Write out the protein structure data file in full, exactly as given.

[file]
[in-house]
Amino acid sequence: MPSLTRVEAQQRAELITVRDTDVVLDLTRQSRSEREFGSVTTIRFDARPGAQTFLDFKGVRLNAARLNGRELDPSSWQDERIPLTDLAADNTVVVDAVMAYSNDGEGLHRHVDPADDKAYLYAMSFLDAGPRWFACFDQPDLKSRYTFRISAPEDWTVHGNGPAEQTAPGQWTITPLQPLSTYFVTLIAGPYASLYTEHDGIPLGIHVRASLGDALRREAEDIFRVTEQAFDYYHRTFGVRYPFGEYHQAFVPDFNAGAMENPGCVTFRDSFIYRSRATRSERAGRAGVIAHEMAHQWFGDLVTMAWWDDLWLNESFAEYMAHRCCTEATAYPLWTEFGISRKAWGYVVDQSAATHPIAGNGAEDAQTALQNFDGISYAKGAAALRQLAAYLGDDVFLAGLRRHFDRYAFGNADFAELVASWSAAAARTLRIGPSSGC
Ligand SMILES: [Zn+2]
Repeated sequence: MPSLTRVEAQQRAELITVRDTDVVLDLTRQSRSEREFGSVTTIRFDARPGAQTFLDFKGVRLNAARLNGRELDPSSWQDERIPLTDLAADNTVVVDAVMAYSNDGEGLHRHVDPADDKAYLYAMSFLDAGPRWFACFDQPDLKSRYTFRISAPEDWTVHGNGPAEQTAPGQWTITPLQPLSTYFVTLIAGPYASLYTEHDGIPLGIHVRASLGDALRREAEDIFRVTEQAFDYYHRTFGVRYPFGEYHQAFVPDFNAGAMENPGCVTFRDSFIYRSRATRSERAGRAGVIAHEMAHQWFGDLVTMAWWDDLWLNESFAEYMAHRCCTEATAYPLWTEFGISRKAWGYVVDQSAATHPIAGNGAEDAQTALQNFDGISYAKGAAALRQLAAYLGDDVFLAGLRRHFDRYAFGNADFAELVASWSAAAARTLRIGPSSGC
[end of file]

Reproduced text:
[in-house]
Amino acid sequence: MPSLTRVEAQQRAELITVRDTDVVLDLTRQSRSEREFGSVTTIRFDARPGAQTFLDFKGVRLNAARLNGRELDPSSWQDERIPLTDLAADNTVVVDAVMAYSNDGEGLHRHVDPADDKAYLYAMSFLDAGPRWFACFDQPDLKSRYTFRISAPEDWTVHGNGPAEQTAPGQWTITPLQPLSTYFVTLIAGPYASLYTEHDGIPLGIHVRASLGDALRREAEDIFRVTEQAFDYYHRTFGVRYPFGEYHQAFVPDFNAGAMENPGCVTFRDSFIYRSRATRSERAGRAGVIAHEMAHQWFGDLVTMAWWDDLWLNESFAEYMAHRCCTEATAYPLWTEFGISRKAWGYVVDQSAATHPIAGNGAEDAQTALQNFDGISYAKGAAALRQLAAYLGDDVFLAGLRRHFDRYAFGNADFAELVASWSAAAARTLRIGPSSGC
Ligand SMILES: [Zn+2]
Repeated sequence: MPSLTRVEAQQRAELITVRDTDVVLDLTRQSRSEREFGSVTTIRFDARPGAQTFLDFKGVRLNAARLNGRELDPSSWQDERIPLTDLAADNTVVVDAVMAYSNDGEGLHRHVDPADDKAYLYAMSFLDAGPRWFACFDQPDLKSRYTFRISAPEDWTVHGNGPAEQTAPGQWTITPLQPLSTYFVTLIAGPYASLYTEHDGIPLGIHVRASLGDALRREAEDIFRVTEQAFDYYHRTFGVRYPFGEYHQAFVPDFNAGAMENPGCVTFRDSFIYRSRATRSERAGRAGVIAHEMAHQWFGDLVTMAWWDDLWLNESFAEYMAHRCCTEATAYPLWTEFGISRKAWGYVVDQSAATHPIAGNGAEDAQTALQNFDGISYAKGAAALRQLAAYLGDDVFLAGLRRHFDRYAFGNADFAELVASWSAAAARTLRIGPSSGC